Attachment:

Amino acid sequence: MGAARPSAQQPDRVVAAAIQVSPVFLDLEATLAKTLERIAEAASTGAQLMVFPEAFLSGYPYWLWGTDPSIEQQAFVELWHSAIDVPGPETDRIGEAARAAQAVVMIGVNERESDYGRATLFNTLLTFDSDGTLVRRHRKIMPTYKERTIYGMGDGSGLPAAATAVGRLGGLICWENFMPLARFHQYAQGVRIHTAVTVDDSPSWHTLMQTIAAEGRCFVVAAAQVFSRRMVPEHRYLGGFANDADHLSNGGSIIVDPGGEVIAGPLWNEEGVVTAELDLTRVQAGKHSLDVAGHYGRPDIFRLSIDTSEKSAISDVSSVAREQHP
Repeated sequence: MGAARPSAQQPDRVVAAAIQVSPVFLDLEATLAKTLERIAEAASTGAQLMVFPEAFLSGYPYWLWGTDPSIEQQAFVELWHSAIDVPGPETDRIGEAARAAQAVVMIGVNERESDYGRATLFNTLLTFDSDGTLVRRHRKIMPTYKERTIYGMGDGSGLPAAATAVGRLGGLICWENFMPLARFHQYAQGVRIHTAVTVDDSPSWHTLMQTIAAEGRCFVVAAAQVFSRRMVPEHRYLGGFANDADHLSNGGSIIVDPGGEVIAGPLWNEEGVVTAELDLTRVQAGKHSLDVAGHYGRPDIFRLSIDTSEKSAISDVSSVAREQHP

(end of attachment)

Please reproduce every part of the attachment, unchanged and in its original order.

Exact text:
Amino acid sequence: MGAARPSAQQPDRVVAAAIQVSPVFLDLEATLAKTLERIAEAASTGAQLMVFPEAFLSGYPYWLWGTDPSIEQQAFVELWHSAIDVPGPETDRIGEAARAAQAVVMIGVNERESDYGRATLFNTLLTFDSDGTLVRRHRKIMPTYKERTIYGMGDGSGLPAAATAVGRLGGLICWENFMPLARFHQYAQGVRIHTAVTVDDSPSWHTLMQTIAAEGRCFVVAAAQVFSRRMVPEHRYLGGFANDADHLSNGGSIIVDPGGEVIAGPLWNEEGVVTAELDLTRVQAGKHSLDVAGHYGRPDIFRLSIDTSEKSAISDVSSVAREQHP
Repeated sequence: MGAARPSAQQPDRVVAAAIQVSPVFLDLEATLAKTLERIAEAASTGAQLMVFPEAFLSGYPYWLWGTDPSIEQQAFVELWHSAIDVPGPETDRIGEAARAAQAVVMIGVNERESDYGRATLFNTLLTFDSDGTLVRRHRKIMPTYKERTIYGMGDGSGLPAAATAVGRLGGLICWENFMPLARFHQYAQGVRIHTAVTVDDSPSWHTLMQTIAAEGRCFVVAAAQVFSRRMVPEHRYLGGFANDADHLSNGGSIIVDPGGEVIAGPLWNEEGVVTAELDLTRVQAGKHSLDVAGHYGRPDIFRLSIDTSEKSAISDVSSVAREQHP